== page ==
[Eoas-seminar] EOAS colloquium in the afternoon of Friday, Jan. 24 (@ 3:30 PM. EOA 1044)

eoas-seminar at lists.fsu.edu eoas-seminar at lists.fsu.edu
Fri Jan 17 12:26:36 EST 2020

Just to provide more details, Prof. Reed studies how extreme events, such as tropical cyclones and severe convective storms, may be altered in a changing climate. He leads the Climate Extremes Modeling Group<https://you.stonybrook.edu/kareed/> at Stony Brook University, where his group uses current and next-generation climate models, as well as simplified, reduced complexity modeling frameworks, to study extreme weather events in a global context.

If you’d like to meet with Prof. Reed on Friday January 24, please contact me (awing at fsu.edu<mailto:awing at fsu.edu>)



On Jan 17, 2020, at 12:16 PM, Allison Wing <awing at fsu.edu<mailto:awing at fsu.edu>> wrote:

Dear all,

If you would like to meet with Prof. Reed, please contact me (awing at fsu.edu<mailto:awing at fsu.edu>).



On Jan 17, 2020, at 12:12 PM, eoas-seminar--- via Eoas-seminar <eoas-seminar at lists.fsu.edu<mailto:eoas-seminar at lists.fsu.edu>> wrote:

Hi All,

In the coming Friday (Jan. 24, @ 3:30 PM. EOA 1044), the EOAS colloquium will have Prof. Kevin Reed of the Stony Brook University as the speaker (3:30 PM, LOV 353).  The title and abstract of his talk are (also see the attached seminar announcement flyer).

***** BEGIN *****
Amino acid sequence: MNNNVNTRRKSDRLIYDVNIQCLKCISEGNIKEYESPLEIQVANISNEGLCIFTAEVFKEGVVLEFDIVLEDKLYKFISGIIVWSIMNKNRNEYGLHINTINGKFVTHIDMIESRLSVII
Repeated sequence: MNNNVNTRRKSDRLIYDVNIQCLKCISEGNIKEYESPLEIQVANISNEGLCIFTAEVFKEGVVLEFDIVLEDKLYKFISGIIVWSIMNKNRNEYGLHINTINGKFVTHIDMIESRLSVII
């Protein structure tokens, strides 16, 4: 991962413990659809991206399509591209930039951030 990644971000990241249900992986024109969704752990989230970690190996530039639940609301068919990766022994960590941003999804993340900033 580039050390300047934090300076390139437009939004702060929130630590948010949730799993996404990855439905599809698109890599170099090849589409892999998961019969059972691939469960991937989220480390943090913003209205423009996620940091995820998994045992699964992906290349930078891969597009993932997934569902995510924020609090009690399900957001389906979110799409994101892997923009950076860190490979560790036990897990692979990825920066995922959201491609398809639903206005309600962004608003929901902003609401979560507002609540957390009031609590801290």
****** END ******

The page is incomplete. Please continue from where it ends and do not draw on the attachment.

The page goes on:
Title: Exploring Climate Change Impacts on Tropical Cyclones

Abstract:  The next century will see unprecedented changes to the climate system with direct consequences for society. As stated in the National Climate Assessment, “changes in extreme weather events are the primary way that most people experience climate change.” In this sense, the characteristics of extreme weather are key indicators of climate change impacts, at both local and regional scales. Understanding potential changes in the location, intensity and structure of such extremes (e.g., tropical cyclones, severe thunderstorms and flooding) is crucial in planning for future adaptation as these events have large economic and social costs.

The goal of this work is to better understand climate impacts on tropical cyclones in various high-resolution configurations of the Community Atmosphere Model (CAM) run at horizontal grid spacings of approximately 28 km and forced with prescribed sea-surface temperatures and greenhouse gas concentrations for past, present, and future climates.  This analysis will include the evaluation of conventional (AMIP-style) decadal simulations typical of climate models, short 7-day ensemble hindcasts of recent devastating events, and reduced complexity simulations of idealized states of the climate system. Through this hierarchical modeling approach the impact of climate change on the characteristics (frequency, intensity, rainfall, etc.) of extreme weather, including tropical cyclones, can be quantified.

Look forward to  meeting you there.



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